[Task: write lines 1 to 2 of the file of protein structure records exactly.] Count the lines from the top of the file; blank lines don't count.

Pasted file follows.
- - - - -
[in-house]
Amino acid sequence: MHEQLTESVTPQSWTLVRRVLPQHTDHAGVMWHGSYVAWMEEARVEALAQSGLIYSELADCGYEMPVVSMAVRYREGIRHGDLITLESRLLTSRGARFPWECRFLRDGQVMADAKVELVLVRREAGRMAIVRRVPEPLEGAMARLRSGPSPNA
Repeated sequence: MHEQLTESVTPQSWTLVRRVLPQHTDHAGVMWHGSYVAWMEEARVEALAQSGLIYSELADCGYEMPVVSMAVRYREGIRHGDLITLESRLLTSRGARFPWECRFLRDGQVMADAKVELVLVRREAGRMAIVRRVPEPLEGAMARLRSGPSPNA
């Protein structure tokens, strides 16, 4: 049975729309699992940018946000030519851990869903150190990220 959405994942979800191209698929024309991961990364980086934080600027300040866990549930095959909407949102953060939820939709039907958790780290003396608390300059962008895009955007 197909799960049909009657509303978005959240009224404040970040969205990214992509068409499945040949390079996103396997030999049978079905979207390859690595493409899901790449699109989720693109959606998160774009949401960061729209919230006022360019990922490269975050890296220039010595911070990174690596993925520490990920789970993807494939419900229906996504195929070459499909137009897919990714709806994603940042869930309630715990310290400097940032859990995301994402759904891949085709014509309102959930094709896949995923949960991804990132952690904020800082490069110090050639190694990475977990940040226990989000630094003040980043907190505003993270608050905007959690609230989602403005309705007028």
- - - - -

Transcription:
[in-house]
Amino acid sequence: MHEQLTESVTPQSWTLVRRVLPQHTDHAGVMWHGSYVAWMEEARVEALAQSGLIYSELADCGYEMPVVSMAVRYREGIRHGDLITLESRLLTSRGARFPWECRFLRDGQVMADAKVELVLVRREAGRMAIVRRVPEPLEGAMARLRSGPSPNA